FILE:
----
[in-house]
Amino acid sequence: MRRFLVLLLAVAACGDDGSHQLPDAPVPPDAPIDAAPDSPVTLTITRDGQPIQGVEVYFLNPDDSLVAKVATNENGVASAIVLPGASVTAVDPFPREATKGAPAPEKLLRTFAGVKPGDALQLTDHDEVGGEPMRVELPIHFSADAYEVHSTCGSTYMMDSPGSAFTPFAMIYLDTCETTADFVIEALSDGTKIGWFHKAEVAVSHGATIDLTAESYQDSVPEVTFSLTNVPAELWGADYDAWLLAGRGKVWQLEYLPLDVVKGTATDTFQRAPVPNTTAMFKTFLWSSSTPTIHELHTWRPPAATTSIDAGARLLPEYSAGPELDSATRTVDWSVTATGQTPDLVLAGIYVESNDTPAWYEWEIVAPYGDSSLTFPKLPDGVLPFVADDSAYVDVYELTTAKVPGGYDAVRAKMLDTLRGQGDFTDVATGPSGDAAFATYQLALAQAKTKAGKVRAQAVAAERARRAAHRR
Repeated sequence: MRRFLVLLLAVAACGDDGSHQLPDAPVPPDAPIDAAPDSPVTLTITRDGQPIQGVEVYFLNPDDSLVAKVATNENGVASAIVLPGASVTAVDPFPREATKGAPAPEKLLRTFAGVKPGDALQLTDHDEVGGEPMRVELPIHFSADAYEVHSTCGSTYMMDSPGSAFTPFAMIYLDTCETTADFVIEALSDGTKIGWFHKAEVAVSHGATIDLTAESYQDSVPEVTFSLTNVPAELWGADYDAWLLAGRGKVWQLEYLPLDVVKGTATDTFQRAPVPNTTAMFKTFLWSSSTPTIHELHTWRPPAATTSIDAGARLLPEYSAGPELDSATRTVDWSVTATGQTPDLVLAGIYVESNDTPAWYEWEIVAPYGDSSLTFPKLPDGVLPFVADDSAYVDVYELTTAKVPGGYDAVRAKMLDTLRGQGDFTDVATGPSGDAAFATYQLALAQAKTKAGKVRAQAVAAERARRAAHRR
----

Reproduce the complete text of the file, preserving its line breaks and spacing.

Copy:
[in-house]
Amino acid sequence: MRRFLVLLLAVAACGDDGSHQLPDAPVPPDAPIDAAPDSPVTLTITRDGQPIQGVEVYFLNPDDSLVAKVATNENGVASAIVLPGASVTAVDPFPREATKGAPAPEKLLRTFAGVKPGDALQLTDHDEVGGEPMRVELPIHFSADAYEVHSTCGSTYMMDSPGSAFTPFAMIYLDTCETTADFVIEALSDGTKIGWFHKAEVAVSHGATIDLTAESYQDSVPEVTFSLTNVPAELWGADYDAWLLAGRGKVWQLEYLPLDVVKGTATDTFQRAPVPNTTAMFKTFLWSSSTPTIHELHTWRPPAATTSIDAGARLLPEYSAGPELDSATRTVDWSVTATGQTPDLVLAGIYVESNDTPAWYEWEIVAPYGDSSLTFPKLPDGVLPFVADDSAYVDVYELTTAKVPGGYDAVRAKMLDTLRGQGDFTDVATGPSGDAAFATYQLALAQAKTKAGKVRAQAVAAERARRAAHRR
Repeated sequence: MRRFLVLLLAVAACGDDGSHQLPDAPVPPDAPIDAAPDSPVTLTITRDGQPIQGVEVYFLNPDDSLVAKVATNENGVASAIVLPGASVTAVDPFPREATKGAPAPEKLLRTFAGVKPGDALQLTDHDEVGGEPMRVELPIHFSADAYEVHSTCGSTYMMDSPGSAFTPFAMIYLDTCETTADFVIEALSDGTKIGWFHKAEVAVSHGATIDLTAESYQDSVPEVTFSLTNVPAELWGADYDAWLLAGRGKVWQLEYLPLDVVKGTATDTFQRAPVPNTTAMFKTFLWSSSTPTIHELHTWRPPAATTSIDAGARLLPEYSAGPELDSATRTVDWSVTATGQTPDLVLAGIYVESNDTPAWYEWEIVAPYGDSSLTFPKLPDGVLPFVADDSAYVDVYELTTAKVPGGYDAVRAKMLDTLRGQGDFTDVATGPSGDAAFATYQLALAQAKTKAGKVRAQAVAAERARRAAHRR